For those whose discipline is lower-body dominant, such as sprinters and middle-distance runners, strength and power in this area is very important. Most athletes will develop this from the Olympic lifts including power cleans and snatches. However, using solely bodyweight can be very beneficial.
Perfecting the bodyweight squat is a good place to start as it develops adequate strength in the lower body and increases mobility in all of the places that you would want it.
It is imperative that the squat be performed as deeply as possible to engage plenty of muscle as possible and to recruit as many muscle fibres as feasible. Doing this will ensure that strength is developed through the entire range of motion of the movement.
Perfect form should include the following:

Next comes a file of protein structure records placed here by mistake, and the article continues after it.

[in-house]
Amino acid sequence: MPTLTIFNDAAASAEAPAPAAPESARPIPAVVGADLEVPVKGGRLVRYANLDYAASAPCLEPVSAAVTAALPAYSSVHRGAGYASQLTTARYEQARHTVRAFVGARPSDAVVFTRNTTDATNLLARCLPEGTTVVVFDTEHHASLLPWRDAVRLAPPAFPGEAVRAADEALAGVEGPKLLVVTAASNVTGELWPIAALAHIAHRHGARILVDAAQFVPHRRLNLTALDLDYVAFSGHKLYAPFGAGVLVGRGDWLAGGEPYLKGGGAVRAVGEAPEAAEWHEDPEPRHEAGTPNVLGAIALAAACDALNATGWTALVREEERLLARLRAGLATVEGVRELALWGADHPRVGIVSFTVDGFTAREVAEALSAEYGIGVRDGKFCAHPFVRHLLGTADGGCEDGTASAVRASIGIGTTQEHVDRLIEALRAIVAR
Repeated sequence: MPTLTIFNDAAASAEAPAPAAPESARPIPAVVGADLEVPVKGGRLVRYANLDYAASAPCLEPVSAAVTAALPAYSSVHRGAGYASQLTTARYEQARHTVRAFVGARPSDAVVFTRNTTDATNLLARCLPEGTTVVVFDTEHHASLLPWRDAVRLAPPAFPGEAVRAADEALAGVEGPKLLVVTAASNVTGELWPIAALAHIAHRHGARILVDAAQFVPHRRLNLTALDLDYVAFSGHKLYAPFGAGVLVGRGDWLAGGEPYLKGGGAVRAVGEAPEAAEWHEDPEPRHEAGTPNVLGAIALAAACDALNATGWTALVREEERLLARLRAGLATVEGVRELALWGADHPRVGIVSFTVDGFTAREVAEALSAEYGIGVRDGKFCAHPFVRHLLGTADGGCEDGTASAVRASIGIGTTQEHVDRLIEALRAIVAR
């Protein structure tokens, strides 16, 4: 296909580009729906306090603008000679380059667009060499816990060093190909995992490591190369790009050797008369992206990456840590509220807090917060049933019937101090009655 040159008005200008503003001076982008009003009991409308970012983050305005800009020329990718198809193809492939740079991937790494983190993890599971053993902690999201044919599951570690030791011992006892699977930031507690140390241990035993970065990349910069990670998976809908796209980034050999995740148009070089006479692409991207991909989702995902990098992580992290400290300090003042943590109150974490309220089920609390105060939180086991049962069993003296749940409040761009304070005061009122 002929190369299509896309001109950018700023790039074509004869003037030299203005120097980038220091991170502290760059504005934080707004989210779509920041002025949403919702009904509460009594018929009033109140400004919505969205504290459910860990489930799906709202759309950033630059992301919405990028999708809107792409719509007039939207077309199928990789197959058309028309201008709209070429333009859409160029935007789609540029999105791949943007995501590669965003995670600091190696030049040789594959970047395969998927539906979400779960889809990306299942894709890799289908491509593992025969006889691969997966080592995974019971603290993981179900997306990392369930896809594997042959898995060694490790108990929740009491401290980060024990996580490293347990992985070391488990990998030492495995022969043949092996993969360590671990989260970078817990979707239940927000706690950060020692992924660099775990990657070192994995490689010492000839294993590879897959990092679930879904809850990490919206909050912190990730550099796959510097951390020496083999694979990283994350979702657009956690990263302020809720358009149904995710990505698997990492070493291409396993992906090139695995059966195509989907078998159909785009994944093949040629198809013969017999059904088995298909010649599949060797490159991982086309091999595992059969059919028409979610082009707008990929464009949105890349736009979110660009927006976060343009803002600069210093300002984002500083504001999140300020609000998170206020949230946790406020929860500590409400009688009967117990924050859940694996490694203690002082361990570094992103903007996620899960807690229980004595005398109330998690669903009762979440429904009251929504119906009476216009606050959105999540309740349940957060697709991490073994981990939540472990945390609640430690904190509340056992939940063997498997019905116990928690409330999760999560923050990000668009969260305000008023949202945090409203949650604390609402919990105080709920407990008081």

» Heels flat on the floor with toes pointed slightly outwards
» Hips moved back and down
» Spine kept as straight as possible
» Hips as low as the knees as a minimum
Single leg squat
Perfect form should replicate the bullet points as per ‘bodyweight squat’ above.
Upper body dominant
Athletes that take part in sports that are more upper-body or core-dominant can choose from plenty of exercises. All movements that the human body can make can be broken down into two areas – pushing and pulling.
If your arms or hands are moving away from the centre mass of the body then it can be defined as a pushing exercise. If the hands or arms are moving towards the body then it can be defined as a pulling exercise.
Obviously some movements, like throwing for example, are a mix of the two. It is also important not to develop imbalances in physique, and therefore it is practical to insert both pushing and pulling movements for the upper body into your programme.
Triceps dips have been called the upper-body equivalent of the squat. It develops strength in the chest, shoulders and triceps. Perfect form should again be replicated.
This is perhaps the best calisthenics exercise for upper back and pulling strength. It is simple, requires no fancy equipment, and can be progressed and made more challenging in a myriad of different ways. Perfect form should again be replicated.